Executing a Chromecast Exploit – Times Three

Chromecast with Google TV (1080P) Secure-Boot Bypass

Introduction: Implications of These Findings

This piece details the development of a chain of three exploits intended to allow an individual to run a custom OS/unsigned code on the Chromecast with Google (CCwGTV) 1080P.

Security researchers Jan Altensen, Ray Volpe, and I developed this chain of vulnerabilities as a group effort.

Regarding the impact itself, it’s important to consider it from different perspectives. For hobbyists, the option to install a custom operating system is now available. However, to the average end user who doesn’t customize their device extensively, the primary concern lies in potential pre-installed malware or spyware affecting the device.

Especially when purchasing from third-party resellers, such as eBay, where these products often undergo frequent resale due to flash sales, caution is advised. Many TV boxes circulating in these markets have been found to be intentionally pre-infected with malware, as highlighted in various videos that have recently been posted on YouTube.

For those seeking a secure option, the Chromecast is generally considered a safer choice. Nevertheless, it’s important to note that even with well-secured devices, there are potential vulnerabilities. By utilizing the vulnerabilities discussed in this blog, an attacker could pre-install malware or spyware while the device falsely reports as secure to the user while actively eavesdropping on their communications.

Another concern involves the remote control that remains paired with the device, equipped with a built-in microphone. It is possible that the Chromecast could initiate the microphone remotely, posing a privacy risk. With control over the remote, an attacker could intercept communications by exploiting the always-connected nature of the remote.

Beyond audio interception, the risk extends to capturing login credentials for various applications. Keyloggers could record all input, including passwords, presenting a significant threat to user privacy and security. Some of these vulnerabilities appear to affect multiple Nest devices, including Google Chromecast, Nest Wi-Fi Pro, and some Google Home series products. In fact, any smart product with an Amlogic chip is affected. These products include Android TVs, IP cameras, WIFI APs, routers, smart TVs, automotive components, smart speakers, and more.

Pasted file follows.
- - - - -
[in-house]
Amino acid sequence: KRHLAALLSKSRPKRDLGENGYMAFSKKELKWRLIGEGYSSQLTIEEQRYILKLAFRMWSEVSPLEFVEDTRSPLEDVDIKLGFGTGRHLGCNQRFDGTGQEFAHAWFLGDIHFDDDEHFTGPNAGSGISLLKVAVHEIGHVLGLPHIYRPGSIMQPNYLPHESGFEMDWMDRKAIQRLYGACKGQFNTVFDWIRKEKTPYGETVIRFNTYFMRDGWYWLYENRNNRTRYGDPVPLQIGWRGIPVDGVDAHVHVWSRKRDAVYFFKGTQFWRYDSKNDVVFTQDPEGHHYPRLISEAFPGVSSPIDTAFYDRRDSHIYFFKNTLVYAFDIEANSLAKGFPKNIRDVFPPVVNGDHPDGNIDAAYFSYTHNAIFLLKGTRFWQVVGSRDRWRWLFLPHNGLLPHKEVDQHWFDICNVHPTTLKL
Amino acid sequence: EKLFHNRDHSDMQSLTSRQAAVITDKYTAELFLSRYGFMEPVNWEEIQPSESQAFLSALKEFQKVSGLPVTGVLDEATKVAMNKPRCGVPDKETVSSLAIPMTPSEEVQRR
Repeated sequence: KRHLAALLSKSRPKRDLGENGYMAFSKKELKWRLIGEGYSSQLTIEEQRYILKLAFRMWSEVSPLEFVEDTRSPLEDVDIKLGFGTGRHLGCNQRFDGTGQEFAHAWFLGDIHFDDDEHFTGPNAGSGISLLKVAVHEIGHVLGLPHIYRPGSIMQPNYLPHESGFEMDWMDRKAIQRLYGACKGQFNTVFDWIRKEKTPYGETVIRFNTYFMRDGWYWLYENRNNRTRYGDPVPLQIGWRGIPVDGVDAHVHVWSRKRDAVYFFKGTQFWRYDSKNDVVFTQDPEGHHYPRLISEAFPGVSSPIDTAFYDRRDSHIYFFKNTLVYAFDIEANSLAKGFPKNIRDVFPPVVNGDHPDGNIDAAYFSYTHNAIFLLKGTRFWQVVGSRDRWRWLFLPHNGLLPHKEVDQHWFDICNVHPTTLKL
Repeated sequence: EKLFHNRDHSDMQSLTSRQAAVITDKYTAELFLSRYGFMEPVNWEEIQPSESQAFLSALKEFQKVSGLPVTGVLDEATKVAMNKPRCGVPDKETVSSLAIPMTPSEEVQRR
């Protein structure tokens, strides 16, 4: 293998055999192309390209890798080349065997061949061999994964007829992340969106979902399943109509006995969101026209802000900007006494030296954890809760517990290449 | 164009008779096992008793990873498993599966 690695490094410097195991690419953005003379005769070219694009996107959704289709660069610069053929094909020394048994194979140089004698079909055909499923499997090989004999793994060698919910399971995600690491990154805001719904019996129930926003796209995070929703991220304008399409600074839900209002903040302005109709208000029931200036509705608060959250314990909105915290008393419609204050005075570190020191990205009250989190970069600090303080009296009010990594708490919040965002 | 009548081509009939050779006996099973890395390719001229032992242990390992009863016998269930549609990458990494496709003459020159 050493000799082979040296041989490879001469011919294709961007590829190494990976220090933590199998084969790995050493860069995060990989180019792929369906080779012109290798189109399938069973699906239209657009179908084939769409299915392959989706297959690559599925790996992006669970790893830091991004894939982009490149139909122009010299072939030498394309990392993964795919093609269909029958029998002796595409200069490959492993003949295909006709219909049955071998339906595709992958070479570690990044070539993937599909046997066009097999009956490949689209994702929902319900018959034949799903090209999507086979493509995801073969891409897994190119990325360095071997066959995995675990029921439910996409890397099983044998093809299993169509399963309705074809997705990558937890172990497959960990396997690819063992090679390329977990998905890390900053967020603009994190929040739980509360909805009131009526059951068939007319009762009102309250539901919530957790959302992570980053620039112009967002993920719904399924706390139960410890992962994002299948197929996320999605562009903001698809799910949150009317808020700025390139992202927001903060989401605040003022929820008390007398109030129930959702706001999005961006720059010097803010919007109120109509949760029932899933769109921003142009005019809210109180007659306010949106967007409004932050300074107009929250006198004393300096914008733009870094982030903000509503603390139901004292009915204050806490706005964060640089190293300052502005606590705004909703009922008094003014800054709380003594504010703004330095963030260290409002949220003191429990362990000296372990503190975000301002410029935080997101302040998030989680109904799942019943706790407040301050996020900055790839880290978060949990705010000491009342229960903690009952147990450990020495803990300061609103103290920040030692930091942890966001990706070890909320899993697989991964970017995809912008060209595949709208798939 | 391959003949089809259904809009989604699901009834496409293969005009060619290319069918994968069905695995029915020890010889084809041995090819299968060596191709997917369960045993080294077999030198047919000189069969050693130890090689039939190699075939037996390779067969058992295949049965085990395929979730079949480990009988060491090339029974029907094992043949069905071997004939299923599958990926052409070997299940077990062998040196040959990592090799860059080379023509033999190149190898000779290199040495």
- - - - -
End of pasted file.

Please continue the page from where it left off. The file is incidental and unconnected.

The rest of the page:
These vulnerabilities exist in Chromecast with Google TV (1080P) devices not yet updated to the December 2023 build.

Standard Disclaimer: Any potential damage to your device by this exploit is not the responsibility of the authors of this paper.  

Background: The Original and Next-Generation Secure-Boot Bypass

In 2021, Jan Altensen and I released a persistent secure-boot bypass (sabrina-unlock) for the original CCwGTV (Chromecast with Google TV).

In September of 2022, Google released a “Full HD” (1080p) model of Chromecast with Google TV, rebranding the original CCwGTV as the Chromecast with Google TV 4K.

Given that the names of these devices are so similar, we’ll refer to them by their internal codenames, with the 4K model being “sabrina” and the 1080P model being “boreal”.

sabrina utilized a high-end Amlogic S905D3G (SM1 family) chipset, while boreal utilizes a much lower end, but much newer Amlogic S805X2G (S4 family) chipset. This decision was likely made to hit a specific price point; and unlike SM1 series chips, the S4 series supports AV1 hardware decoding.

So, of course we had to purchase a few to see if we could support it in LineageOS like we do sabrina.

Inquiring with Google ultimately led to the legally-required GPL license releases of kernel/modules/u-boot source code.

The Nest team has since migrated to utilizing GoogleSource Git repositories instead of Google Drive tarball releases. All Nest products with relevant OSS licensed code can be found in that device’s specific manifest here.

Mitigations Taken by Google

The first hurdle to overcome is that boreal’s development team learned from our work on its 4K sibling.

Both the injection vector in the form of the BootROM exploit, and the persistence method in unlocking the bootloader by writing to the env partition.

The BootROM vulnerability is no longer viable, as this board utilizes a much newer BootROM version, and even has a fancy new low-level interface tool called adnl that replaces the old update tool.

The ability to persistently write the env partition to change the lock and unlock_ability variables is mitigated by “force locking” the device, which I discuss in more detail below.